Towards sustainable agriculture
The success of the current project in China can mean significant learning for India, writes Akshit Sangomla.
Food security and environmental degradation are the two primary and closely interlinked challenges the world will face in the next few decades. According to the United States Environment Protection Agency, 24 per cent of global greenhouse gas emissions come from agriculture, forestry and land use, second only to electricity and heat production, which are at 25 per cent.
China seems to be making big strides to balance the twin objectives of adequate food production and environmental conservation. The country has undertaken a massive project to make farming on smaller pockets of land more sustainable through management practices. A recent report published in the journal Nature cites that the project was able to reach 20.9 million farmers across 452 counties in the country between 2005 and 2015. This covered a total area of 37.7 million ha.
The project first conducted 13,123 field trials in different agro-ecological zones in China. This helped them evolve localised models for soil-crop system management. They used a decision support system called the Integrated Soil Crop System Management (ISSM) to conduct these trials. This massive outreach to farmers in China was made possible by the huge network of 1,152 researchers, 65,000 extension agents and 1,30,000 agribusiness personnel.
There were two parts to the project. The first part was technological, in which cropping strategies for a particular region were developed based on the soil type, weather patterns, and other local resources available. Also, in this part, the nutrient (Nitrogen, phosphorus, potassium and other minerals) and water supply required by the plants that best suited the region for each crop were decided and guidelines for the same were formulated. The second part of the project was taking the recommendations based on these strategies to the farmers themselves which was done by the collaboration of various professionals and agents involved.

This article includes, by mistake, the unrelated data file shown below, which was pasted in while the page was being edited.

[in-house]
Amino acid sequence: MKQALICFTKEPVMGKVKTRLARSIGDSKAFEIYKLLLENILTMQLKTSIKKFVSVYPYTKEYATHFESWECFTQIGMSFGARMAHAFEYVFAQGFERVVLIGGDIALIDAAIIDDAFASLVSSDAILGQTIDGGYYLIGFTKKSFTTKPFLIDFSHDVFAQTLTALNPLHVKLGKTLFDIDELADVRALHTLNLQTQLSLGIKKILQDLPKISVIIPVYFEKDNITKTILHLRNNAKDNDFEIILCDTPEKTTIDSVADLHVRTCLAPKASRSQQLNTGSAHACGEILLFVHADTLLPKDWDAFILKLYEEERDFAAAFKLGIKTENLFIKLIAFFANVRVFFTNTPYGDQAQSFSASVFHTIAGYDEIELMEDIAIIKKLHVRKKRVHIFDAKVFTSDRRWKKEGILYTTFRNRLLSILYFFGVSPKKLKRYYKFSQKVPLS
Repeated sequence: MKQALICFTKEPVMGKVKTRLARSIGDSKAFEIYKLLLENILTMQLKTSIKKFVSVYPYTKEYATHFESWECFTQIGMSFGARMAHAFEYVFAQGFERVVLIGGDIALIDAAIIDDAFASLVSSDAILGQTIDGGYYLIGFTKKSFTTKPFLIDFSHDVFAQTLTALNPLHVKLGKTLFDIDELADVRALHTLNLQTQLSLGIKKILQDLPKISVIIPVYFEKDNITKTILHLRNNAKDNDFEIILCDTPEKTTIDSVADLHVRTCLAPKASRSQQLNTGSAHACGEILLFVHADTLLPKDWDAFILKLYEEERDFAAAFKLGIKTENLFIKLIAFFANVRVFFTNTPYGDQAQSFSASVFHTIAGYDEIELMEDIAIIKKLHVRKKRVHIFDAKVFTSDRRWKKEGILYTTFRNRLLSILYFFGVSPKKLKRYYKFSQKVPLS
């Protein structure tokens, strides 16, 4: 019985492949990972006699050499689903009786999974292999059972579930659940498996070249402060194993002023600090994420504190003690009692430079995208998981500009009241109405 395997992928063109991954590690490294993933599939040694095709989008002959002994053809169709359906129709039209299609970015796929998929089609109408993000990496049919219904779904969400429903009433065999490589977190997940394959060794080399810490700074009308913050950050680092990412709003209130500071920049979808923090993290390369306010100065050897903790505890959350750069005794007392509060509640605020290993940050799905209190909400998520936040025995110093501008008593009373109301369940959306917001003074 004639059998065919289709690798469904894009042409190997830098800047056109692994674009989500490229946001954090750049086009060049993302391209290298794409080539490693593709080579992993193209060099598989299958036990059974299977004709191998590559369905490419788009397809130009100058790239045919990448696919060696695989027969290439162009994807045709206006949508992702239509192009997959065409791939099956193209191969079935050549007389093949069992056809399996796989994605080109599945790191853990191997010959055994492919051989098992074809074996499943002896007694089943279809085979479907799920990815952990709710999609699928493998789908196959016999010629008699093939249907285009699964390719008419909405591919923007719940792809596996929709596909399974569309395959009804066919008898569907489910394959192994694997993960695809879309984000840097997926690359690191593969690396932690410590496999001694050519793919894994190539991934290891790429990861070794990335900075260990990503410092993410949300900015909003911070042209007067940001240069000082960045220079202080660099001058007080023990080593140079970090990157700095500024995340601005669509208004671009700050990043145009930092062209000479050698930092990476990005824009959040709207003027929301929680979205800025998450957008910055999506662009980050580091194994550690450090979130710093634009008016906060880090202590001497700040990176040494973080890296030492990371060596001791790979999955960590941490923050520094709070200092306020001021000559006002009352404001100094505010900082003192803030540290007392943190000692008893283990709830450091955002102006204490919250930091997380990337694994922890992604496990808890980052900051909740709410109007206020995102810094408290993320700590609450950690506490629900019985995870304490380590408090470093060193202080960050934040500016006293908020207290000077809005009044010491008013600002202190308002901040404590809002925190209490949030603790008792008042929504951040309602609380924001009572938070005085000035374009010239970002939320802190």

The researchers, who developed the models, trained the extension agents and agri-business personnel in implementing the recommendations for farm management. These individuals, in turn, trained the farmers on the field which led to the application of scientific agricultural principles on the farms for a large scale deployment of sustainable agriculture practices in different regions in China.
The field-level professionals provided basic knowledge and skills to the progressive farmers, who trained the rest of the farming community. Farmer cooperatives were strengthened so that farmers could voice their concerns regarding market prices and local agricultural policies. The process was also made consultative by taking the views of the farmers and local experts into consideration and modifying the recommendations accordingly. Being very close to the farming operations on the ground, the professionals were able to collect data on nutrient, pesticide, water, and energy usage. This is will further be used while similar practices will be designed for the rest of the country.
To feed the growing population, food production needs to be increased by 70 per cent by 2050, according to the Food and Agricultural Organisation of the United Nations. The current study says that the average yields of three major crops — rice, wheat and maize — increased by 10.8 per cent to 11.5 per cent. This increase in productivity happened while the GHG emission from these crops came down.
Another major negative effect of increased agriculture is the scourge of nitrogen pollution. Agriculture causes two-third of the world's nitrogen pollution which can be observed in the reduced fertility of soils, algal blooms in lakes and groundwater pollution. The researchers found that sustainable practices lead to a marked decrease of 14.7-18.1 per cent in the application of nitrogenous fertilisers. This meant a saving of 1.2 Mt of nitrogen fertiliser. Together the increased productivity and decreased fertiliser usage saved US $12.2 billion for the country.
India also has a lot of small land holding farmers with 67 per cent of them holding a farm of the size of less than one hectare. The success of the current project in China can mean significant learning for India in terms of the scale of bringing such sustainable management practices to a large section of the country's farming community.
(The views expressed are strictly personal)